This light soup features the freshest vegetables currently available from the garden. It is designed to be served à la minute, the vegetables barely being cooked to capture and retain the essence of the quintessential flavours of summer, with freshly picked home-grown vegetables and herbs from garden to plate in under 30 minutes.
Why are you posting about soup in the middle of summer you may ask? As a typical Brit, I am unnecessarily preoccupied with the weather. The UK mainland is currently experiencing an enviable heatwave and the hottest July since 2006. Here in the Outer Hebrides, it is the antithesis: low cloud, rain / smir, mist / fog and wind. Visibility is currently about 300m. I was supposed to be in Orkney for work this week, but this has not been an option due to the fog causing flight cancellations. We have also now had no mail for 3 days as the mail plane is also cancelled.
I’m not prepared to put a gloss on life here by suggesting the weather (and life here generally for that matter) is always amazing but I do usually resent leaving the island during the summer as there is no place better to be – when we have the weather that is. Once again, I feel so sorry for visitors that arrived in the last week as we have seen the sun for only about 1 hour since we returned from our mainland trip one week ago. In fact, we are trying not to feel sorry for ourselves as radio commentators talk about how glorious the weather is (almost) everywhere and how hot it is while I walk the dogs in the usual fleece and waterproof jacket. I am glad that we will not have more visitors until the weekend and hope the improving forecast is accurate.
In fairness, we had amazing summer last year while the rest of the UK was deluged with rain and floods. Unfortunately, the relocation of the jet stream to its more usual position further south this summer means the weather is perhaps much more as we should expect it to be here. That said, it is probably, on balance the worst summer we have had (in terms of sunshine and warmth at least) since we moved here.
Instead of wallowing in self pity (or vacating the island until the murk lifts – not that I can get off by plane!), I decided to celebrate the garden successes I am having with a summery soup and accompanying fragrant pesto. The success of some crops is surprising given the weather, but welcome and the harvest looks and tastes like summer, even if the sky and temperature indicate otherwise. I really enjoy cold soups, but given our current temperatures, a warm soup seems more appropriate.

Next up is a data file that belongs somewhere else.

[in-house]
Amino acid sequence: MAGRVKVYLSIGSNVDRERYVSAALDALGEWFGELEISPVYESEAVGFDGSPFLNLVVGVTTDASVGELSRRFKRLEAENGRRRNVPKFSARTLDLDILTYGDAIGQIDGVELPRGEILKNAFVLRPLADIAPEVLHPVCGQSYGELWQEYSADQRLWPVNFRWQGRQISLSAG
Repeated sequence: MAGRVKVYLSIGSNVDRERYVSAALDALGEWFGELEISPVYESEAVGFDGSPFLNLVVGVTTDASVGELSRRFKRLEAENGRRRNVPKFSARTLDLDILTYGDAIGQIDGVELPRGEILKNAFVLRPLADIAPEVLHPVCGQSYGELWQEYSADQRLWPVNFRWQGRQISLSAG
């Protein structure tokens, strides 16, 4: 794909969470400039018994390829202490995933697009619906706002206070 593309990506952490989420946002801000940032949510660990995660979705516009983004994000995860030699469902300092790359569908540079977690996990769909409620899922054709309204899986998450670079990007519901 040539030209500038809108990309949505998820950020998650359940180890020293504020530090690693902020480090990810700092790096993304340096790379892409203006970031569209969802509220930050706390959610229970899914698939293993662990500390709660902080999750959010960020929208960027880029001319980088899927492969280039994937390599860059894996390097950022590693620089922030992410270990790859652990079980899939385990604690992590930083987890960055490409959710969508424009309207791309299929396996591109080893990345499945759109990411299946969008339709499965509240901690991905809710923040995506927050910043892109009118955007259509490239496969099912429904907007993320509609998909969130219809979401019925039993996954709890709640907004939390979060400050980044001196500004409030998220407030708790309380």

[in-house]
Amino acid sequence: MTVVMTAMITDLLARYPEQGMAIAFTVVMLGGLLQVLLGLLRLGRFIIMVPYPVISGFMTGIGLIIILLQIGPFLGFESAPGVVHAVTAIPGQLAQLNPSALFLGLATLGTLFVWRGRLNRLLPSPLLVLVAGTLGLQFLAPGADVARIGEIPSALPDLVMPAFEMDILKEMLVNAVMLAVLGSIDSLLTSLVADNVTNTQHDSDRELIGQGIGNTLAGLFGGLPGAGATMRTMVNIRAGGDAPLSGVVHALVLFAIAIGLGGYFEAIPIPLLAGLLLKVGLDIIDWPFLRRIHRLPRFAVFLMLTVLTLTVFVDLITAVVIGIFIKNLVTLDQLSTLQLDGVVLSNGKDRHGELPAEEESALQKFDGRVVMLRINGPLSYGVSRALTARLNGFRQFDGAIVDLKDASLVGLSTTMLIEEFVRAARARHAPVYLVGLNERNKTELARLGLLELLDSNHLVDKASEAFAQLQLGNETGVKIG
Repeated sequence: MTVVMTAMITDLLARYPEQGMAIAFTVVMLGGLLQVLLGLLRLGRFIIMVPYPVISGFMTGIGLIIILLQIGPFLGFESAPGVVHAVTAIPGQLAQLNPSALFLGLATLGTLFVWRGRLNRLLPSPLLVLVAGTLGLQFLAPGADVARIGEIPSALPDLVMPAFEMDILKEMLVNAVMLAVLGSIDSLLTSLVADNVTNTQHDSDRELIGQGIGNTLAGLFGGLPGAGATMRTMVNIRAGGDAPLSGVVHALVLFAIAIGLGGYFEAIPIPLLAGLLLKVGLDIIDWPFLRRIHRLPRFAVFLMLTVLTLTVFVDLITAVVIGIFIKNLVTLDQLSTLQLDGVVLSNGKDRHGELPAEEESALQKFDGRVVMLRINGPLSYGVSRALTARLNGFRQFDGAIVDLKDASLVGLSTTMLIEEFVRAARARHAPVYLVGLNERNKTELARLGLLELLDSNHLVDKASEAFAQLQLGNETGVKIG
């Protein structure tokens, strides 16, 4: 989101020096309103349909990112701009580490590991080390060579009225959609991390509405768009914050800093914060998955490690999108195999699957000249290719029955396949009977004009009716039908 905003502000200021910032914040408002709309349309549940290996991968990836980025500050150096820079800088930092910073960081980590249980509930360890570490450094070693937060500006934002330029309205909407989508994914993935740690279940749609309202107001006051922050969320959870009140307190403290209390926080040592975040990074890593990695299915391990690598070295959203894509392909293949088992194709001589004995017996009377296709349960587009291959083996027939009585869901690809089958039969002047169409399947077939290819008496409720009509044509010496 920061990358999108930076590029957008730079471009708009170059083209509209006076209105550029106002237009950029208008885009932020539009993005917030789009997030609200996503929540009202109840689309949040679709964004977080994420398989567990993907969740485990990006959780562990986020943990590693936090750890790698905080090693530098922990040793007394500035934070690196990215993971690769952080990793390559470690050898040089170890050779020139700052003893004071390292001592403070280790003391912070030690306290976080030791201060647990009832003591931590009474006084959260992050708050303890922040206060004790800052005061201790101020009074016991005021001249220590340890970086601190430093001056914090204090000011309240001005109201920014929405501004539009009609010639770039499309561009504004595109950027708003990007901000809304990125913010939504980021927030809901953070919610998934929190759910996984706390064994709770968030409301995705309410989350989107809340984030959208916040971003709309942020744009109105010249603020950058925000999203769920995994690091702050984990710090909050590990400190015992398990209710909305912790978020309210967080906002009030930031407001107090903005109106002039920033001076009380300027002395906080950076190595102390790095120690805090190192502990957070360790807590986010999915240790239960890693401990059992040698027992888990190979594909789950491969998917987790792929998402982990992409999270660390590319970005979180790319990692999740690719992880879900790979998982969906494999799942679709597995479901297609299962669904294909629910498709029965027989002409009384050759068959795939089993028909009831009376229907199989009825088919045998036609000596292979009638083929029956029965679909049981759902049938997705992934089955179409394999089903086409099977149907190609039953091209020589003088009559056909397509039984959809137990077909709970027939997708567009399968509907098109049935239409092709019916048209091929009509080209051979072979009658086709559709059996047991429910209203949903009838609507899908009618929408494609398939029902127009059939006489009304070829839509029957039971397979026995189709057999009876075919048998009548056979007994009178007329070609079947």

Summer garden soup
The vegetables were freshly picked, cleaned and prepared and given the gentlest possible cooking. I used whatever was in prime condition for picking: chard, garlic, spring onions, chervil and parsley from outside, courgettes and flowers (I know, technically a fruit) and very tasty fine beans from the tunnel.
A splash of olive oil
2 garlic cloves, crushed
1 onion, finely sliced
3 small courgettes (and flowers if available)
a handful of fine beans
a big bunch of chard (about 250g)
4 spring onions
a bunch of chervil
a bunch of flat leaf parsley
1 litre of vegetable stock
salt and pepper
- Wash, clean and roughly chop the veg (except the onion, finely chop it).
- Add the oil to a large pan, then the onion and cook gently for a few minutes until translucent then add the crushed garlic and cook for another minute before adding the fine beans, courgette (not flowers), thicker chard stems and stock.
- Simmer gently for about 5 minutes, add the chard leaves and cook for a further minute before stirring in the spring onions, herbs and flowers. Season to taste and top with some pesto.
Lemon basil and pistachio pesto
One thing that has been a raging success this year is my basil. I am growing 5 different varieties (Mrs Burns, Cinnamon, Red Rubin, Sweet Genovese and Italian Giant) and all have been producing well. I therefore have been spoilt for choice and wanted to make a pesto with a distinctive tang.
Although I used 3 types of basil in this recipe, the variety Mrs Burns is extremely refreshing and lemony and I wanted the citrus zing of this variety to predominate, with cinnamon (more almost anise-like) and Italian Giant adding depth and complexity to the flavour of the pesto, each complementing the vibrant pistachio nuts included. This pesto also works really well with fish and we enjoyed it with baked brown trout.
50g Mrs Burns or lemon basil leaves
10g cinnamon basil leaves
10g Giant Italian basil leaves
50g fresh grated parmesan
50g pistachio nuts
2 cloves garlic, peeled
200 ml good quality extra virgin olive oil
1 tsp salt
a few turns of pepper
- Put all ingredients in a food processor, pulse then blitz for a minute or so, until smooth.
- Store in a jar in the fridge, keeps for about a week.